Soundset brings Twin Cities hip-hop to the national stage

The crowd at Soundset 2016 // Photo by Cory Dewald

The crowd at Soundset 2016 // Photo by Cory Dewald

For 11 years, Minnesota has been home to what is now considered one of the premiere hip-hop festivals in the country. With local record label Rhymesayers Entertainment at the helm, Soundset has grown from a word-of-mouth block party to a marquee music festival over the years as it’s traveled from the old Metrodome parking lot to Canterbury Park to its current residence at the Minnesota State Fairgrounds.

The festival has become known for a number of things during that time, from the rigid structure of its schedule, moving immediately from one set to the next, sometimes even going so far as to cut off a performer if he or she exceeds their time, to the infiltration of suburbanite tweens, who have increasingly dominated a significant chunk of Soundset’s growing audience, which reached 35,000 total in 2017. But perhaps what sticks out the most from the festival’s storied existence is its ability to curate a culturally and generationally diverse lineup of artists at both a national and local level. By doing so, Soundset has become a sounding board for local musicians, giving some of Minnesota’s preeminent talent an attainable shot at landing a coveted spot in the summer festival limelight.

Local ties are what helped launch Soundset into the summer festival mainstay it has become. And, according to deM atlaS, one of the Rhymesayers artists on this year’s bill, getting to perform alongside some of most recognized rappers in the world is arguably the best exposure an artist can get.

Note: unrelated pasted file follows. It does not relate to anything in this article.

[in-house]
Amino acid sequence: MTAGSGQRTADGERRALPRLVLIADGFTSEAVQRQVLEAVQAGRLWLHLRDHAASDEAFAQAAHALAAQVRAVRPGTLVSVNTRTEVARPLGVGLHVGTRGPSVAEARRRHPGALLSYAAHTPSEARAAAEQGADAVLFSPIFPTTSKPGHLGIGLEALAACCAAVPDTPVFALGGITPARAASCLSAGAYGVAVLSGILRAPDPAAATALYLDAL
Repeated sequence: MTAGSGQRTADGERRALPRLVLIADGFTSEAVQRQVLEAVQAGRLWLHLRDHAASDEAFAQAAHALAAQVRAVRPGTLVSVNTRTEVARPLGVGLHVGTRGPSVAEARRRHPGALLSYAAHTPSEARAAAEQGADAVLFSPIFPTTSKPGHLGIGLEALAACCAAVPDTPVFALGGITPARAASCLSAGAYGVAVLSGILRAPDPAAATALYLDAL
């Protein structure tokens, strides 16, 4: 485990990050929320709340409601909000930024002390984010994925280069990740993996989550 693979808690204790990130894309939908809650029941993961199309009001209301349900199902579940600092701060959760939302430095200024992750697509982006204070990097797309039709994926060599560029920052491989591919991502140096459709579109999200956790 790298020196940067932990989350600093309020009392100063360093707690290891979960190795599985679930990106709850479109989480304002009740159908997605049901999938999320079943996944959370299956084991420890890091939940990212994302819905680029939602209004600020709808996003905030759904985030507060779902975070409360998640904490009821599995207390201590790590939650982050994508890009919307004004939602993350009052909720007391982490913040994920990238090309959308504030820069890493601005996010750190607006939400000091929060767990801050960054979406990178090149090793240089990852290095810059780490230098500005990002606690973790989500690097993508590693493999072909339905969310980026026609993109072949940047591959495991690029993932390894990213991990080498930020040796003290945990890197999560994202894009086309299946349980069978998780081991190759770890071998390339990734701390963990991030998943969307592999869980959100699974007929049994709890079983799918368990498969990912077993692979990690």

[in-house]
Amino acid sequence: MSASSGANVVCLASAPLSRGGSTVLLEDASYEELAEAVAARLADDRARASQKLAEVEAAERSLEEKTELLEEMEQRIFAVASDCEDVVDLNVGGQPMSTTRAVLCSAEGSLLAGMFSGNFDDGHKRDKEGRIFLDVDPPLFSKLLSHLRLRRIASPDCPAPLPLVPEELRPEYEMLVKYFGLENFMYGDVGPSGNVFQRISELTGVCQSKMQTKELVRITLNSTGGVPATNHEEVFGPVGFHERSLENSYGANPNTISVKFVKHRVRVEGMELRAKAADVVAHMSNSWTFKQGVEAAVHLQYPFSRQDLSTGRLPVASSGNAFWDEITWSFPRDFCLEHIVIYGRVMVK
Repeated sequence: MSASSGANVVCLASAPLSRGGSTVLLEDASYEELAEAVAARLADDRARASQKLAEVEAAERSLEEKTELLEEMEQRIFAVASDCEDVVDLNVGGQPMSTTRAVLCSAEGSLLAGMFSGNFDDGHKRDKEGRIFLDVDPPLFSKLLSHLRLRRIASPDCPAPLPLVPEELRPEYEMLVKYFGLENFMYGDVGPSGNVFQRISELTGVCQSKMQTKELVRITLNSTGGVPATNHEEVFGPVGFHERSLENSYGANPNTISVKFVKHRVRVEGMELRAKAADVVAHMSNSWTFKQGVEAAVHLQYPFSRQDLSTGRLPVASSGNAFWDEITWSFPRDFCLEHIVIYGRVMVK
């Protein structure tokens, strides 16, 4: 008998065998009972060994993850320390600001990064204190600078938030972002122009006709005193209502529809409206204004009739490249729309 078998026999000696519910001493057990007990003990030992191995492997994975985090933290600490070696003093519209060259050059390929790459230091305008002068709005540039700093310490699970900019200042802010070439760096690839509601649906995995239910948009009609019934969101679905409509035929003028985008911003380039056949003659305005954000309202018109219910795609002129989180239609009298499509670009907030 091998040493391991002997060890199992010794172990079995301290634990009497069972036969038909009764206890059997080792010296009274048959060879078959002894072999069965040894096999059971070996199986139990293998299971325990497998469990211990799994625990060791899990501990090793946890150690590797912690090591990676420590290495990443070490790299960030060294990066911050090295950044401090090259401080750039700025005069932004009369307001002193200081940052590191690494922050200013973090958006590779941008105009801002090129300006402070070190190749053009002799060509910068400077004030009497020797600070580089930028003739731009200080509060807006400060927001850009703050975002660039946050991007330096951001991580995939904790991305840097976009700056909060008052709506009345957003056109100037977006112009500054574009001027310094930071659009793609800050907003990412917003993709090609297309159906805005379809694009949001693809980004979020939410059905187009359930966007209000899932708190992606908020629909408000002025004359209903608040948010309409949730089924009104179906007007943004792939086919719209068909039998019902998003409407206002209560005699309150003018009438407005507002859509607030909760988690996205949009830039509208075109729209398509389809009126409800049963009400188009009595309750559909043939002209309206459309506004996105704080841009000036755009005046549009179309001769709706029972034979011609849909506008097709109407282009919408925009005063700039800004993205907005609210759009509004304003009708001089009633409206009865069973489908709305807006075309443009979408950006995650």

Brother Ali, left, with Slug of Atmosphere, right // Photo courtesy Juggernaut Sound

Brother Ali, left, with Slug of Atmosphere, right // Photo courtesy Juggernaut Sound

“I used to go to Soundset way before I was even rapping, so to go from that place to being a part of it and being affiliated with Rhymesayers is really exciting,” he says. “It’s like a badge of honor to get to perform in front of that many people on the same bill as some of our favorite artists.”

Soundset’s reach extends beyond the music it hosts. As a third-time performer at this year’s event and one of the original designers for the festival in 2008 (along with Adam R. Garcia, who currently designs Soundset’s materials), Mike 2600 says Soundset embodies the various facets of hip-hop culture, including everything from graffiti tagging to DJing.

“Since they’ve been adding such a wide range of artists representing so many different hip-hop subgenres over the years—plus adding in the live painting, lowrider cars, and skateboarding—they’ve really proven that this is much more than just a park jam.”

In many ways, it’s the inclusion of these different elements that has helped the festival appeal to different audiences within the often ambiguous “hip-hop” moniker. Soundset’s willingness to embrace the genre’s quirks, influence, and innovation has helped shape what the festival is today, which in turn has created one of the biggest stages a local artist could ask for right in their own backyard.